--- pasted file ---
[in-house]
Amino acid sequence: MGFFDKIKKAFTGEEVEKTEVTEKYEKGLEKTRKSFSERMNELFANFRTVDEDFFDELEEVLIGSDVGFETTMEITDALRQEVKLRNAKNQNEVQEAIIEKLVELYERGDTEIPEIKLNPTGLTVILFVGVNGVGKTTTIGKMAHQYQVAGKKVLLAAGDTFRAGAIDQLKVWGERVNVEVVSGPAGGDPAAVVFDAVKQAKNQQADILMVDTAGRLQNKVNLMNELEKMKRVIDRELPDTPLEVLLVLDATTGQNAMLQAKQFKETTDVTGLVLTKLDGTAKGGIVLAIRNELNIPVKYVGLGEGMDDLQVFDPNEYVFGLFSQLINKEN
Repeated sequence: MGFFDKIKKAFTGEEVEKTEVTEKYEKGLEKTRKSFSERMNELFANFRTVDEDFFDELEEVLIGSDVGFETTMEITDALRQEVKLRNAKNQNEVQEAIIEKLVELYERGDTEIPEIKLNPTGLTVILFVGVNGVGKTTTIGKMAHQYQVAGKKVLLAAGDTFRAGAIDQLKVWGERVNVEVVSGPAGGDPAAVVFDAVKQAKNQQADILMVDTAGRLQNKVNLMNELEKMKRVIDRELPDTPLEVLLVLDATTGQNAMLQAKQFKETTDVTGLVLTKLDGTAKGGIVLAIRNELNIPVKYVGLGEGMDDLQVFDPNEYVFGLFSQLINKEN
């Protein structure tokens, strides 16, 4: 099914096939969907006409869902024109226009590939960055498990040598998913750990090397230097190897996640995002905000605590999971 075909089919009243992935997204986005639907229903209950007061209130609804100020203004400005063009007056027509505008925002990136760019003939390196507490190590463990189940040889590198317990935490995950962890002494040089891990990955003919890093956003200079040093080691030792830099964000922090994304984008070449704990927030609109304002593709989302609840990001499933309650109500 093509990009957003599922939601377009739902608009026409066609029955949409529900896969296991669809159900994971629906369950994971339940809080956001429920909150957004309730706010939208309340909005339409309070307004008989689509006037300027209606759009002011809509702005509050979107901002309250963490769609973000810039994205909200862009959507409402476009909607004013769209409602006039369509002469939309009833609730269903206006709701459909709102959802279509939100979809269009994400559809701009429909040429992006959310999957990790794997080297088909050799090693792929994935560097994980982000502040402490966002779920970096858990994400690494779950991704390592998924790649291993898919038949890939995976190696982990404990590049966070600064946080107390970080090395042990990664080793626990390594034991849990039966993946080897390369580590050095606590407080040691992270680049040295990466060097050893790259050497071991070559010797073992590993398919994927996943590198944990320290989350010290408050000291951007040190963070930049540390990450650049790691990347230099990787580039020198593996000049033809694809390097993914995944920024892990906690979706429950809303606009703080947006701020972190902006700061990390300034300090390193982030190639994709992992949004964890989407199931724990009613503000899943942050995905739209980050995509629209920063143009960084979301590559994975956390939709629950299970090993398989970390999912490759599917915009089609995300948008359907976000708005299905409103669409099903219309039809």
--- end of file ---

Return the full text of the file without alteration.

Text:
[in-house]
Amino acid sequence: MGFFDKIKKAFTGEEVEKTEVTEKYEKGLEKTRKSFSERMNELFANFRTVDEDFFDELEEVLIGSDVGFETTMEITDALRQEVKLRNAKNQNEVQEAIIEKLVELYERGDTEIPEIKLNPTGLTVILFVGVNGVGKTTTIGKMAHQYQVAGKKVLLAAGDTFRAGAIDQLKVWGERVNVEVVSGPAGGDPAAVVFDAVKQAKNQQADILMVDTAGRLQNKVNLMNELEKMKRVIDRELPDTPLEVLLVLDATTGQNAMLQAKQFKETTDVTGLVLTKLDGTAKGGIVLAIRNELNIPVKYVGLGEGMDDLQVFDPNEYVFGLFSQLINKEN
Repeated sequence: MGFFDKIKKAFTGEEVEKTEVTEKYEKGLEKTRKSFSERMNELFANFRTVDEDFFDELEEVLIGSDVGFETTMEITDALRQEVKLRNAKNQNEVQEAIIEKLVELYERGDTEIPEIKLNPTGLTVILFVGVNGVGKTTTIGKMAHQYQVAGKKVLLAAGDTFRAGAIDQLKVWGERVNVEVVSGPAGGDPAAVVFDAVKQAKNQQADILMVDTAGRLQNKVNLMNELEKMKRVIDRELPDTPLEVLLVLDATTGQNAMLQAKQFKETTDVTGLVLTKLDGTAKGGIVLAIRNELNIPVKYVGLGEGMDDLQVFDPNEYVFGLFSQLINKEN
């Protein structure tokens, strides 16, 4: 099914096939969907006409869902024109226009590939960055498990040598998913750990090397230097190897996640995002905000605590999971 075909089919009243992935997204986005639907229903209950007061209130609804100020203004400005063009007056027509505008925002990136760019003939390196507490190590463990189940040889590198317990935490995950962890002494040089891990990955003919890093956003200079040093080691030792830099964000922090994304984008070449704990927030609109304002593709989302609840990001499933309650109500 093509990009957003599922939601377009739902608009026409066609029955949409529900896969296991669809159900994971629906369950994971339940809080956001429920909150957004309730706010939208309340909005339409309070307004008989689509006037300027209606759009002011809509702005509050979107901002309250963490769609973000810039994205909200862009959507409402476009909607004013769209409602006039369509002469939309009833609730269903206006709701459909709102959802279509939100979809269009994400559809701009429909040429992006959310999957990790794997080297088909050799090693792929994935560097994980982000502040402490966002779920970096858990994400690494779950991704390592998924790649291993898919038949890939995976190696982990404990590049966070600064946080107390970080090395042990990664080793626990390594034991849990039966993946080897390369580590050095606590407080040691992270680049040295990466060097050893790259050497071991070559010797073992590993398919994927996943590198944990320290989350010290408050000291951007040190963070930049540390990450650049790691990347230099990787580039020198593996000049033809694809390097993914995944920024892990906690979706429950809303606009703080947006701020972190902006700061990390300034300090390193982030190639994709992992949004964890989407199931724990009613503000899943942050995905739209980050995509629209920063143009960084979301590559994975956390939709629950299970090993398989970390999912490759599917915009089609995300948008359907976000708005299905409103669409099903219309039809």